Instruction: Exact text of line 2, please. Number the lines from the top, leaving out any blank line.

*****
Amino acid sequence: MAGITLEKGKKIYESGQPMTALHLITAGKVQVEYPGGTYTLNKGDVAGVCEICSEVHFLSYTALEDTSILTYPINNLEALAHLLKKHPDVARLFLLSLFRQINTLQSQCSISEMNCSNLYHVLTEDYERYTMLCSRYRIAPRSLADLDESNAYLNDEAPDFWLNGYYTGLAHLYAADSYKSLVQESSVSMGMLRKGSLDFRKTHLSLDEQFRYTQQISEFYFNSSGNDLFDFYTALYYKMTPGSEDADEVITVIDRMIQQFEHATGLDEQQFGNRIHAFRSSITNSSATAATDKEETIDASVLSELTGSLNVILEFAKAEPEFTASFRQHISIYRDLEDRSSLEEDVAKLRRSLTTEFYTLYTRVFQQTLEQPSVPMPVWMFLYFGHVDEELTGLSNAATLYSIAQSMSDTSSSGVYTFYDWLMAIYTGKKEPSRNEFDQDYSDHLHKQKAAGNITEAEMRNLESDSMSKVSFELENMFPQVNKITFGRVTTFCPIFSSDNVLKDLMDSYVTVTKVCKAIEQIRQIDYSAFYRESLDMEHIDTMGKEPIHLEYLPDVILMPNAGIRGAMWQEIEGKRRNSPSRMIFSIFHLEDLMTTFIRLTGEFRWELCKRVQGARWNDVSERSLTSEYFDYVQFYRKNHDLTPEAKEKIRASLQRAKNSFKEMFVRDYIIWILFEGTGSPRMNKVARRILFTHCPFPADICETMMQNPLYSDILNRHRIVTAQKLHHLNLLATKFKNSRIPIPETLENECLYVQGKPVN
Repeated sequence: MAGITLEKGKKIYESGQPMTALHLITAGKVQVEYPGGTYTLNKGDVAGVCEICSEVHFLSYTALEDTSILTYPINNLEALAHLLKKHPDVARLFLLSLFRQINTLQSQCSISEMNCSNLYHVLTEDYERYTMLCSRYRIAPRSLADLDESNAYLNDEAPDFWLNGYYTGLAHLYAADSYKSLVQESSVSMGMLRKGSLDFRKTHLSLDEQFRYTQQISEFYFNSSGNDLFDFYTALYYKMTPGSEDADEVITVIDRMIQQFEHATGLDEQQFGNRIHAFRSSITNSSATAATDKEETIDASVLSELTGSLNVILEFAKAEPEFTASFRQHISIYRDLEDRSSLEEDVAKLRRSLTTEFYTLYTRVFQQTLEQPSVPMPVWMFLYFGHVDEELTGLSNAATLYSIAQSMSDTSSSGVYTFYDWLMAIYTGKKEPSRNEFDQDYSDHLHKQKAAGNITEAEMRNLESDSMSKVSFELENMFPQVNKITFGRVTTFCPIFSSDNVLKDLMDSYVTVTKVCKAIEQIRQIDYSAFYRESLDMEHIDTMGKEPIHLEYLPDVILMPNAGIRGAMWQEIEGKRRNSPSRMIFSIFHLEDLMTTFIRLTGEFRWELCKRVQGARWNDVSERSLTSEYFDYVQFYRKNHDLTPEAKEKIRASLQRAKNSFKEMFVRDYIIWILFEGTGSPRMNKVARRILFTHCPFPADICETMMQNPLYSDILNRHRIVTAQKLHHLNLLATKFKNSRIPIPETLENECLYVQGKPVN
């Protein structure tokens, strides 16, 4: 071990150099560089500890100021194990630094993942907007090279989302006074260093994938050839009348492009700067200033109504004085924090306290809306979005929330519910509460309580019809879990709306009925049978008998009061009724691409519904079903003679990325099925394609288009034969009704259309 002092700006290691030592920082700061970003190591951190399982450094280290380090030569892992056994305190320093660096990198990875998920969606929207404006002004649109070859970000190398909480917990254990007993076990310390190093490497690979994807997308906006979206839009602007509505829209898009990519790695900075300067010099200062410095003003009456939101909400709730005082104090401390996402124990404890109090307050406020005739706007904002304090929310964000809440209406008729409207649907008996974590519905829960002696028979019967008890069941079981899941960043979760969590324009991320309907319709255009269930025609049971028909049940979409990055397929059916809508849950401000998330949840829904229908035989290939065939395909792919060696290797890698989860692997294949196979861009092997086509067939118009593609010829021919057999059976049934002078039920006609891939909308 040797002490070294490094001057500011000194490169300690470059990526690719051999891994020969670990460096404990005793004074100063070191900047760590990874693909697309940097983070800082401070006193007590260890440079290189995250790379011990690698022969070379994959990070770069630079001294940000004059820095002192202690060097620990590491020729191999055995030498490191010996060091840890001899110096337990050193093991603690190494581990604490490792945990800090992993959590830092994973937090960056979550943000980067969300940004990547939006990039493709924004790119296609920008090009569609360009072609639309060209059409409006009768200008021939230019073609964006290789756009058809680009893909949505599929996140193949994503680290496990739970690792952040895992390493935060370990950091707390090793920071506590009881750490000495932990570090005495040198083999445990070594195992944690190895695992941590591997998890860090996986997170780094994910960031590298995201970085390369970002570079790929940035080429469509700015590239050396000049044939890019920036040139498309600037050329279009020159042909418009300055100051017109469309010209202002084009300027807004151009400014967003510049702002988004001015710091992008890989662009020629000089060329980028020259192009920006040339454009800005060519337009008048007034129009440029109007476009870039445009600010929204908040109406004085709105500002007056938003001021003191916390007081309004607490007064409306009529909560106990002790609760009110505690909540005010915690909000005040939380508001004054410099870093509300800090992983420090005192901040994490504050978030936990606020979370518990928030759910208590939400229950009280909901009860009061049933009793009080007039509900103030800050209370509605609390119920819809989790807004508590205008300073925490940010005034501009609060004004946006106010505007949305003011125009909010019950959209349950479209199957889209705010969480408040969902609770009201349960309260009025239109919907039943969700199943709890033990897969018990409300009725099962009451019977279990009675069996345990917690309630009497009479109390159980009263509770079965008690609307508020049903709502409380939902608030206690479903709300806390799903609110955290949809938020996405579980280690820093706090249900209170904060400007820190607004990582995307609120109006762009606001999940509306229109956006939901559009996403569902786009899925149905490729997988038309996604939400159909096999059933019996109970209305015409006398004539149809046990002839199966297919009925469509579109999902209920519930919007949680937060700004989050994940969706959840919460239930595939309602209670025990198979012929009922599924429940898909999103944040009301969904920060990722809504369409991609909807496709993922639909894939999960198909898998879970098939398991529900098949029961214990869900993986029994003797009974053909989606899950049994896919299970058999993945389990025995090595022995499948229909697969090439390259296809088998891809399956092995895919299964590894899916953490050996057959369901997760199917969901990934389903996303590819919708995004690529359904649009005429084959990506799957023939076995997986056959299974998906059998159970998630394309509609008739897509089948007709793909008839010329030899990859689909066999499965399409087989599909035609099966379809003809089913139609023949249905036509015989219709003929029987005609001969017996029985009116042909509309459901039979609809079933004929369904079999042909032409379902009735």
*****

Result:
Repeated sequence: MAGITLEKGKKIYESGQPMTALHLITAGKVQVEYPGGTYTLNKGDVAGVCEICSEVHFLSYTALEDTSILTYPINNLEALAHLLKKHPDVARLFLLSLFRQINTLQSQCSISEMNCSNLYHVLTEDYERYTMLCSRYRIAPRSLADLDESNAYLNDEAPDFWLNGYYTGLAHLYAADSYKSLVQESSVSMGMLRKGSLDFRKTHLSLDEQFRYTQQISEFYFNSSGNDLFDFYTALYYKMTPGSEDADEVITVIDRMIQQFEHATGLDEQQFGNRIHAFRSSITNSSATAATDKEETIDASVLSELTGSLNVILEFAKAEPEFTASFRQHISIYRDLEDRSSLEEDVAKLRRSLTTEFYTLYTRVFQQTLEQPSVPMPVWMFLYFGHVDEELTGLSNAATLYSIAQSMSDTSSSGVYTFYDWLMAIYTGKKEPSRNEFDQDYSDHLHKQKAAGNITEAEMRNLESDSMSKVSFELENMFPQVNKITFGRVTTFCPIFSSDNVLKDLMDSYVTVTKVCKAIEQIRQIDYSAFYRESLDMEHIDTMGKEPIHLEYLPDVILMPNAGIRGAMWQEIEGKRRNSPSRMIFSIFHLEDLMTTFIRLTGEFRWELCKRVQGARWNDVSERSLTSEYFDYVQFYRKNHDLTPEAKEKIRASLQRAKNSFKEMFVRDYIIWILFEGTGSPRMNKVARRILFTHCPFPADICETMMQNPLYSDILNRHRIVTAQKLHHLNLLATKFKNSRIPIPETLENECLYVQGKPVN